Emami Group's health care entities face credit rating downgrade

Emami logo. (Photo: Wikipedia)
The health care wing of Emami Group, comprising AMRI Hospitals and Frank Ross pharmacy chain, faced a credit rating downgrade in the recent past, even as the promoters decided to reduce their debt level by monetising the group’s assets and/or roping in a strategic partner.

The Agarwal and Goenka families — the promoters of Emami as well as other group companies — have decided to free up their pledged shares and reduce outstanding promoter debt of around Rs 2,200 crore by cashing in on some of the assets the group has created.

“The way forward is not finalised and we are open to all considerations to bring down our debt levels. Some of the assets we have created over the years have ripened and can fetch good valuation,” Aditya Agawaral, director at Emami, said.

Since the assets which can help reduce debt are yet to be identified, health care assets are also under consideration.

India Ratings and Research (Ind-Ra) has downgraded both AMRI’s as well as Frank Ross’ long-term issuer rating to ‘IND BBB+’, from ‘IND A-’, reasoning that the health care division is no longer a core business for the group.

According to Fitch, the share cover on debt raised against the pledge of shares of AMRI’s and Frank Ross’ guarantor declined to 2.3x in May 2019, from 3.1x in April 2018.

While reasoning behind the downgrade and the subsequent outlook, the rating agency said, the Emami Group expects to generate around Rs 1,500 crore by monetising some of its non-core businesses, including some of the units of AMRI, real estate investments, and proceeds from Emami Cement’s initial public offering over the next six months. 

“A further Rs 10,000 crore of funds will flow in the subsequent six months through monetisation of the remaining non-core assets. Successful conclusion of the asset monetisation plan can lead to a significant improvement in the group’s leverage. Conversely, a delay in asset monetisation can lead to stress on the group’s liquidity position,” the report pointed out.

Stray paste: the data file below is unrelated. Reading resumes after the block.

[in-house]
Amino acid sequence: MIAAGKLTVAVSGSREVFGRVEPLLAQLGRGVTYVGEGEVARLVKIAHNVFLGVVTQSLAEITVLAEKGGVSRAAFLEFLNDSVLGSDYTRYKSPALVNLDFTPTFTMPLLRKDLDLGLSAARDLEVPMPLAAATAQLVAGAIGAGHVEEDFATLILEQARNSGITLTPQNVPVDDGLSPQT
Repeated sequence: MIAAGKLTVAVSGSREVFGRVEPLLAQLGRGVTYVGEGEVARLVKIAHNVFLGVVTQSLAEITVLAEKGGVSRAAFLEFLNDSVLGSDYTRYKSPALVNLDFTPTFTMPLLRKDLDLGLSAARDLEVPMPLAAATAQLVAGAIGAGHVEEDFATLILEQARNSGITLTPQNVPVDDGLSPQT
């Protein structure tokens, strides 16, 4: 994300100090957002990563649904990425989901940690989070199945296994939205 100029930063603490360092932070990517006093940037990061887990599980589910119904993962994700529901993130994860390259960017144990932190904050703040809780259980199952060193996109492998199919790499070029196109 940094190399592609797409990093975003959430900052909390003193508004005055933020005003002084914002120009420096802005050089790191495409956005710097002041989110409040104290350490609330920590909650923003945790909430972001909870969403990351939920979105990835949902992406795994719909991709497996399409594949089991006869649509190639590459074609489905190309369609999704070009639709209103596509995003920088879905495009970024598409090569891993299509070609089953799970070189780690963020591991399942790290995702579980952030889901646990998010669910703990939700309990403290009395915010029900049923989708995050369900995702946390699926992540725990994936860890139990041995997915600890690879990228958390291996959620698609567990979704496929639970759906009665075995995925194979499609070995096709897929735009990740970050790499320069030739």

In case Emami decides to offload its stakes in AMRI, a similar offload can simultaneously occur in Frank Ross as well, said sources.

According to the rating agency, Frank Ross’ earnings before interest, tax, depreciation and amortisation margin remained stable at 2.9 per cent, as the company shut its non-performing online business in March 2017. However, its operating profitability in the last financial year was below expectations of the rating agency, with benefits of better fixed cost absorption not being fully realised due to teething problems related to software upgradation, which led to a loss in sales and increased operating costs.

Ind-Ra noted that Frank Ross also redeemed non-convertible debentures (NCDs) worth Rs 125 crore in October 2018, while another round of NCDs worth Rs 50 crore were redeemed in May 2019. The redemptions were made using the proceeds from investments made in group companies.

The Emami Group holds 74.89 per cent in Frank Ross, while in AMRI, the group’s holding stands at 98.02 per cent.

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